Arts & Leisure

It’s “Three Bags Full” of fun

“THREE BAGS FULL” is on stage at the Westminster Community through Oct. 17. Above, Charlie Rodriguez as Foyle and Amber Toomey as Angela (Photos by Mihai Suciu).

By Thom deMartino 

Baa baa black sheep, have you any… jewels? Or maybe some stacks of $100 bills?

In “Three Bags Full”, directed by Chris Coleman and now playing at the Westminster Community Playhouse, Bascom Barlow (a show-stealing Jack Bernaz) is a successful entrepreneur in 1904’s New York City. “B.B.” has it all: a thriving sporting goods business; a loving wife, Genevieve (Susan Levinstein); a lovely, feisty (if progressive, for the time) daughter, Angela (Amber Toomey); and an over-eager (verging on manic) — clerk working under him, Richard Foyle (Charlie Rodriquez).

But while B.B. is content with his business and life in general — much to the chagrin of his daughter (with whom he spars over high societal mores, and harangues about reading “that socialist” George Bernard Shaw), the animated Foyle is an innovator, explaining to his boss his plan to get in on the newest fad: roller skates! B.B. is, needless to say, unamused… and has no intention of investing in his underling’s seemingly crackpot scheme.

But no worries, Foyle already has an investment plan — using the $500,000 he’s already embezzled from the company (with plans to pay back, of course…)

Furious, B.B. springs to the phone, determined to report this misappropriation to the police… until Foyle persuades him otherwise, citing the potential scandal for the company. Instead — how about a raise? So he can ask his well-off paramour to marry him?

Taken aback by the sheer audacity, the businessman is even more bowled over to find that the young woman the intrepid clerk intends to propose to is his very own daughter! To top it off, being suspicious of banks, the young man has split his ill-gotten gains into two bags — one with a quarter-million in diamonds, the other with a quarter-million in bundled stacks of $100 bills… and then, in a show of good faith, he gives the bag of diamonds to B.B. to hold on to.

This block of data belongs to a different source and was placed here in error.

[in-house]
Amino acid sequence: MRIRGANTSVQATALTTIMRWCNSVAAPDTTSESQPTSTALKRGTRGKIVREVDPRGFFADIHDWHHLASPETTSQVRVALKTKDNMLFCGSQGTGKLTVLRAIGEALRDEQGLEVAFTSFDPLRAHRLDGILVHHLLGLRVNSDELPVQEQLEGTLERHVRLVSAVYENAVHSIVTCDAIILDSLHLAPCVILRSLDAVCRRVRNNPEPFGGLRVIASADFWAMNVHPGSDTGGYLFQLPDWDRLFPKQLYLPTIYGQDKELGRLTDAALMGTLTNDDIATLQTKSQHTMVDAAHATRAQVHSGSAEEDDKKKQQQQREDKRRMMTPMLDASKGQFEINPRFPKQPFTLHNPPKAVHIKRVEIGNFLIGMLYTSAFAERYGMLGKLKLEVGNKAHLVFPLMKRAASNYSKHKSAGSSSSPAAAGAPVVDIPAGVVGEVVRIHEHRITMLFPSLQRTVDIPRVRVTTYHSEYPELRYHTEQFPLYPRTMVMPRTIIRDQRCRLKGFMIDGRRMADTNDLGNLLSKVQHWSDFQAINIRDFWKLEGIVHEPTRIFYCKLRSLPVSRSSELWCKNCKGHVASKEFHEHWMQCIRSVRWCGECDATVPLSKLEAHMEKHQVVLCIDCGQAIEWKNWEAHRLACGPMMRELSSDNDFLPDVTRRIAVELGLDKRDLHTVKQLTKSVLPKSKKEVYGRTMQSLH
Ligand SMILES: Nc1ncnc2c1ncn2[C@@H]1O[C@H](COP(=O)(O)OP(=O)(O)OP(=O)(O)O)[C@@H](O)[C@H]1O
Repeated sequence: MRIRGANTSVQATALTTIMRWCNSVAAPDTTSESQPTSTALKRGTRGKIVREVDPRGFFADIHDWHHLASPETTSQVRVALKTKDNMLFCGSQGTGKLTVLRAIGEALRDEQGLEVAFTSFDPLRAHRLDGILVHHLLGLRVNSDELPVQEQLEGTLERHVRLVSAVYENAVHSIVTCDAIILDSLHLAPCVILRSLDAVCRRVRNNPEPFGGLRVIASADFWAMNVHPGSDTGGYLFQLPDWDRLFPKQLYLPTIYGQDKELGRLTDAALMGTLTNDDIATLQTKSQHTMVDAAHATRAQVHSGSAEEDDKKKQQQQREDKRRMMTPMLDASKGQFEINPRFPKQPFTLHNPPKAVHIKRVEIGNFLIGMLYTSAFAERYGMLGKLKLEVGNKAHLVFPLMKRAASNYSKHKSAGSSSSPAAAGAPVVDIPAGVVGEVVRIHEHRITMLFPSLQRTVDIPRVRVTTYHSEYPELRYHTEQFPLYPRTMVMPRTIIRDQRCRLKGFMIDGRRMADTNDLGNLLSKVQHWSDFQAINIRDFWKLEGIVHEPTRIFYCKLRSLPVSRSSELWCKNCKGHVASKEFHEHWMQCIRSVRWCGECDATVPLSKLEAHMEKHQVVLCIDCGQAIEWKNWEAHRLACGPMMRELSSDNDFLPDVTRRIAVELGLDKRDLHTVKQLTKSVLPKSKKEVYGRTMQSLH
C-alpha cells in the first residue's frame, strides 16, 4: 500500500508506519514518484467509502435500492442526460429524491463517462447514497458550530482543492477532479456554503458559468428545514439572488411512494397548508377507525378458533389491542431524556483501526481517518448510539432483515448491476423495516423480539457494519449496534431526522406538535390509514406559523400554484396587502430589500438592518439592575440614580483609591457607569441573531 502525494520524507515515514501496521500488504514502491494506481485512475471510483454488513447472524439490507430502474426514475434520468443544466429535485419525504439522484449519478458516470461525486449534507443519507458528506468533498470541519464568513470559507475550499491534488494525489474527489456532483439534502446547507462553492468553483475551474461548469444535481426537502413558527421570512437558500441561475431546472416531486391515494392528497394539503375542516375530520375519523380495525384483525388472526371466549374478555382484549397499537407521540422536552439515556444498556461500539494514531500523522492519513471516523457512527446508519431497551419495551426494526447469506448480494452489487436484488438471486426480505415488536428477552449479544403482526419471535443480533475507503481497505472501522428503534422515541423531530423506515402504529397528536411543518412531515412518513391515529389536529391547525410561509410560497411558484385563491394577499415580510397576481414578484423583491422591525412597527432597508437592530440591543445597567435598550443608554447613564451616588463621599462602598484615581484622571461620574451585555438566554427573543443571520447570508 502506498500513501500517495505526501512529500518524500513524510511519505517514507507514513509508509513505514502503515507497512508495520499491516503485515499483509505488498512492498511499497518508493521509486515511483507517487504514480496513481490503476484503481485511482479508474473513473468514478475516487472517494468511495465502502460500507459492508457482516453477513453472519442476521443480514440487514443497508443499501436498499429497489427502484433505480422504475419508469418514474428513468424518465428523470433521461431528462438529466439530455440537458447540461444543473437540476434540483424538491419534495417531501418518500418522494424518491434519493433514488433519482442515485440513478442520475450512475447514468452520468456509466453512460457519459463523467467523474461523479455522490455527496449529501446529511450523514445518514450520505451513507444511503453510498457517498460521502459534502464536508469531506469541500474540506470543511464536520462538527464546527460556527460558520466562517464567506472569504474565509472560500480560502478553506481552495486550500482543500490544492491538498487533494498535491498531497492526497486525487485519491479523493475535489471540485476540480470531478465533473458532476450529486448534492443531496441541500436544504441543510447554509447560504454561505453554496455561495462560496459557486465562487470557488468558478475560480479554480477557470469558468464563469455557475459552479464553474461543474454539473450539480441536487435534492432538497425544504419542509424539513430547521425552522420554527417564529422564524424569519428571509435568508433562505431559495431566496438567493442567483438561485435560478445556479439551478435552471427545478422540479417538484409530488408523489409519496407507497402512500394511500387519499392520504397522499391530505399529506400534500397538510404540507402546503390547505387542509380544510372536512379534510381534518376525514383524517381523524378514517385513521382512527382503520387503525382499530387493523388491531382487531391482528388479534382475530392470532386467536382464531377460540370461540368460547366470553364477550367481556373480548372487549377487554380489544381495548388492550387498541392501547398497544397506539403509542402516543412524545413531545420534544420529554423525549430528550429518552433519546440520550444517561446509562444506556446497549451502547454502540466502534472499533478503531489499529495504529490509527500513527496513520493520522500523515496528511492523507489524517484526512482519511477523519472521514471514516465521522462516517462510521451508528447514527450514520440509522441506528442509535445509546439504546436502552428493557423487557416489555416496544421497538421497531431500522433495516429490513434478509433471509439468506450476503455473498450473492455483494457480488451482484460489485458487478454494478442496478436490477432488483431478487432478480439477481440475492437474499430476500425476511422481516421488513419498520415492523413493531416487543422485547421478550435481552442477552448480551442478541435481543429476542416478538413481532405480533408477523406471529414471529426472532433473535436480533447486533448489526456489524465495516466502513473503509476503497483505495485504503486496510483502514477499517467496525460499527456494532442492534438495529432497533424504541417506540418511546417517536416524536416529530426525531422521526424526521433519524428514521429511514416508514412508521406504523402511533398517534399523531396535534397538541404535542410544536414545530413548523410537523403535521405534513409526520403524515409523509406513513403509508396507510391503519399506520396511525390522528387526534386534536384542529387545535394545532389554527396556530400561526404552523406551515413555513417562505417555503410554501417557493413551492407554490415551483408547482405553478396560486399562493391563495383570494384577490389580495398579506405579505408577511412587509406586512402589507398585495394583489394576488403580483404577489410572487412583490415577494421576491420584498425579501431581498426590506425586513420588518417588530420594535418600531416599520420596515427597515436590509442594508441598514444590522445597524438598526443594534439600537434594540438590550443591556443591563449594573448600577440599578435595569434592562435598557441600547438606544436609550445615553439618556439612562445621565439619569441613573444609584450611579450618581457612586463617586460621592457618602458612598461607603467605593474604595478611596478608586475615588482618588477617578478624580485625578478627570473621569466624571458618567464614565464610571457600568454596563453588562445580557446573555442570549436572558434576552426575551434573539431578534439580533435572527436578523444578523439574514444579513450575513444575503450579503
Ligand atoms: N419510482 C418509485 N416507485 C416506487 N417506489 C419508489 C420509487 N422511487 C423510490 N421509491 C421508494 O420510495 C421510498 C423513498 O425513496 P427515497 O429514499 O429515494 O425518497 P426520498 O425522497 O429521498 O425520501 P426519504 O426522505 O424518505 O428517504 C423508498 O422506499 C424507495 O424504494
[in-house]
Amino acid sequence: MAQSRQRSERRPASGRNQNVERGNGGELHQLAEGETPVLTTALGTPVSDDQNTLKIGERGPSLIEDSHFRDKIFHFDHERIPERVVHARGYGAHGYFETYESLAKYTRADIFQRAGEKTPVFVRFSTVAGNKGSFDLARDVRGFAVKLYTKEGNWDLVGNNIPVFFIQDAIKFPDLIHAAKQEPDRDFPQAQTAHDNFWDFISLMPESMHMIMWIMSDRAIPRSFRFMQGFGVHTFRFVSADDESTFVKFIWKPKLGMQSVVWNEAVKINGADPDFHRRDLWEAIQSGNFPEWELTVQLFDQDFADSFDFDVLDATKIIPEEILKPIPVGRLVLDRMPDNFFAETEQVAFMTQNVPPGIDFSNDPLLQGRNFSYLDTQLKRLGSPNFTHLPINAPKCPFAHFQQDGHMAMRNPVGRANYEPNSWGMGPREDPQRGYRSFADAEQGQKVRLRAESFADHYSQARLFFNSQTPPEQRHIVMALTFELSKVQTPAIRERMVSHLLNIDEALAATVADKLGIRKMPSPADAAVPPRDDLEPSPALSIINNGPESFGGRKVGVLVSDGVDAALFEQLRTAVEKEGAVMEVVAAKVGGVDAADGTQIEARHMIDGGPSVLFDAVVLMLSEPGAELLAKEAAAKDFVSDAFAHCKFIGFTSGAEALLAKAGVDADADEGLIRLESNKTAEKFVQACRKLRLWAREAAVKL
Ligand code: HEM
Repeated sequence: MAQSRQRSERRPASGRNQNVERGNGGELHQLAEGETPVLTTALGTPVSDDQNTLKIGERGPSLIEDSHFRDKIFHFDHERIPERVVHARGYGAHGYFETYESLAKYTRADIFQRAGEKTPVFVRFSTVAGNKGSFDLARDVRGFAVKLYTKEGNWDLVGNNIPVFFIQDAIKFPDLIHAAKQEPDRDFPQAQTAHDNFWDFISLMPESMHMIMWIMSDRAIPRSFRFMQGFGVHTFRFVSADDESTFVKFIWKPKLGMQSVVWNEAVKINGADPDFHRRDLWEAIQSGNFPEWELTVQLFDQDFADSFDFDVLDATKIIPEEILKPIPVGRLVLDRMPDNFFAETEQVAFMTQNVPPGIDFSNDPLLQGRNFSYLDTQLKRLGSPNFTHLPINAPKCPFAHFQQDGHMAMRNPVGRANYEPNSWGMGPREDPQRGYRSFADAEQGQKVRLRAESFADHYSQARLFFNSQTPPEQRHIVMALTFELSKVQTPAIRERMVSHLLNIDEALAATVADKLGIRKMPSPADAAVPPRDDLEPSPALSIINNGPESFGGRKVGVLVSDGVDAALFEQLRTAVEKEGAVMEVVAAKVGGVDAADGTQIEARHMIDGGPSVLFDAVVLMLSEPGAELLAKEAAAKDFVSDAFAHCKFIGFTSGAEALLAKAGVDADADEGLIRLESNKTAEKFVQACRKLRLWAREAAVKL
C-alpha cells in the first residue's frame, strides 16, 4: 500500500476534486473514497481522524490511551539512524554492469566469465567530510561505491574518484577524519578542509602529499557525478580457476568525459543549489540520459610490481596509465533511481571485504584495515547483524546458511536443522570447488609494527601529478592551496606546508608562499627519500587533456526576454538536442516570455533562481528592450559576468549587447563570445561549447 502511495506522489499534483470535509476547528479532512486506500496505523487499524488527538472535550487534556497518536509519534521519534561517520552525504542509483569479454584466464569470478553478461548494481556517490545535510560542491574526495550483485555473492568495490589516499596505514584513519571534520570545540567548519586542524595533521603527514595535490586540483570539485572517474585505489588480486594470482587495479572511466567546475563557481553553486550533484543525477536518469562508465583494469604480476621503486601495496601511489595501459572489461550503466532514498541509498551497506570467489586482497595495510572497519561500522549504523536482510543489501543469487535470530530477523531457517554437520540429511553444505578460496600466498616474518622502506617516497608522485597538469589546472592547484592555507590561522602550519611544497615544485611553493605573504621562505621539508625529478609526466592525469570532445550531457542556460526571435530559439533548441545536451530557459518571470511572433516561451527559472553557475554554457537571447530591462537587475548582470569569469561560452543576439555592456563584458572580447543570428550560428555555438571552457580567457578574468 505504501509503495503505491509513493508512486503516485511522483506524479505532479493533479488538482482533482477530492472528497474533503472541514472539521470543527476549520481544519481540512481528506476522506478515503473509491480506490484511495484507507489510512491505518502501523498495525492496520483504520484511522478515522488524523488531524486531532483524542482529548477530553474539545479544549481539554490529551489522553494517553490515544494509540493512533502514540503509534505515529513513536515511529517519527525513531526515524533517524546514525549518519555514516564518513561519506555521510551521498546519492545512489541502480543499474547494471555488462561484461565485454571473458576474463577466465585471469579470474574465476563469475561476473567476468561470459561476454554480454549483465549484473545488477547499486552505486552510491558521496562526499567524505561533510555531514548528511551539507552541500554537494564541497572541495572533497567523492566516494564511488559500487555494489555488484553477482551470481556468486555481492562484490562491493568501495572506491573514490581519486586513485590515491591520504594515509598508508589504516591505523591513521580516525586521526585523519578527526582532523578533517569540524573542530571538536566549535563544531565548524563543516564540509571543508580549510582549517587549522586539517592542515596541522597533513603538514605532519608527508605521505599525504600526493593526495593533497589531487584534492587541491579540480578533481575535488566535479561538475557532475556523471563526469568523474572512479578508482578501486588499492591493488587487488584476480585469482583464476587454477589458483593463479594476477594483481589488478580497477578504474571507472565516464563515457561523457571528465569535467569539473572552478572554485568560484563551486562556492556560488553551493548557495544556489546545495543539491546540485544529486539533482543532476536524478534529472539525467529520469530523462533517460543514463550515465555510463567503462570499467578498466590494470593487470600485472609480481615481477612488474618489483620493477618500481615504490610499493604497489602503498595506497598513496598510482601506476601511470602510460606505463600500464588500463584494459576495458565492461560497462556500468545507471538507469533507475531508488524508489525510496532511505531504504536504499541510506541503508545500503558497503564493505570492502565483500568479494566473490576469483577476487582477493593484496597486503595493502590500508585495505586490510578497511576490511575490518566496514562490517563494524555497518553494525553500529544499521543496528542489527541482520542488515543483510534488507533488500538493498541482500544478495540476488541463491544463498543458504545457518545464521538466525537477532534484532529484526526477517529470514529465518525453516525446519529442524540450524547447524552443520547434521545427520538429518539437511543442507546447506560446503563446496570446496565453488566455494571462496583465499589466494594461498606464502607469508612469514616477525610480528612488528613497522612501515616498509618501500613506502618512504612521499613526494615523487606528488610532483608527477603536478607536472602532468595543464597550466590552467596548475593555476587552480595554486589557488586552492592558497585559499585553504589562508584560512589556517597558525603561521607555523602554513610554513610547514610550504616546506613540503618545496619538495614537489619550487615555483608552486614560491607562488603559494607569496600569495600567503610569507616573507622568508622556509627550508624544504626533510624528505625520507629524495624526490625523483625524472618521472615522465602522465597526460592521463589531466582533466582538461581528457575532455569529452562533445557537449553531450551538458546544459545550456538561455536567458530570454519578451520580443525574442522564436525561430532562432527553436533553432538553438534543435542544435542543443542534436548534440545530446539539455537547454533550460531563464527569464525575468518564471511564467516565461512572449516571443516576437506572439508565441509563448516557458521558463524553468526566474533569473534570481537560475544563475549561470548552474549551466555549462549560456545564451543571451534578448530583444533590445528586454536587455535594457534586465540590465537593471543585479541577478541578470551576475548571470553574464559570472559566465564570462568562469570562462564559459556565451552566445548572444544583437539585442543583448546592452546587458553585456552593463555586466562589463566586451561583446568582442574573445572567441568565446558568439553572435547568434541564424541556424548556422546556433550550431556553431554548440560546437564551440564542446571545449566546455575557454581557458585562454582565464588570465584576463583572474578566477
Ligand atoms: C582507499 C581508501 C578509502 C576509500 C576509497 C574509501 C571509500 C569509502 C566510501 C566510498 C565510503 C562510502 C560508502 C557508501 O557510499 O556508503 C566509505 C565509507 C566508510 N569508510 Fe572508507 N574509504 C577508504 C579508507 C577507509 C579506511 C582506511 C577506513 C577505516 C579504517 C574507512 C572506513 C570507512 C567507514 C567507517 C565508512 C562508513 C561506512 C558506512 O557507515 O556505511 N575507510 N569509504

But who wouldn’t have a few larcenous thoughts of their own, with $250,000 in their hands? And in whose hands will that bag remain — and which bag, at that?

Theaters in Orange County have been struggling for some time now, and having closed doors for the better part of a year didn’t help: many never recovered. And yet,  as they raise the curtain on their 61st season, the Westminster Community Playhouse remains one of those special few beacons of hope for the O.C. theater-going community.

“Three Bags Full” is an unusual treat: a madcap game of Three-Card Monte where the audience themselves are unsure where the desperately sought valuables lie (or even who the true con artist is)… all the while engrossed with the various characters’ intricate backstories.

There’s daughter Angela (or “Veronica”, as she would like to be called), a forward-thinking woman — if rather entitled by birthright — who couldn’t care less about high society; Irish maid Kathleen (Hillary Mead), a woman with sights set on a happier life, rather than her current lowly domestic position; Jeanette (Christine Carver), the mysterious young lady who appears at the door and startles B.B. with an opportune confession; and steadfast, if recently unemployed chauffeur Eduardo (played by the always affable WCP staple, Eduardo Mora), who has expectant plans of his own with the Barlows.

A marvelous opening production for WCP’s new season, “Three Bags Full” is an entertaining, delightfully dizzying switcheroo of who’s who, who’s got what, and in the end, who’s going to come out on top… even if you’re never quite sure which is con artist, which is the mark — or is there even a difference?

THE CAST of “Three Bags Full” at the WCP.

“Three Bags Full” stars Jack Bernaz, Charlie Rodriquez and Amber Toomey star in this whirlwind of deception, duplicity, dreams and dollars. Playing through Sunday, Oct. 17 at the Westminster Community Playhouse, 7272 Maple St, Westminster, CA 92683. Ticketing information available online at  or call 714-893-8626. 



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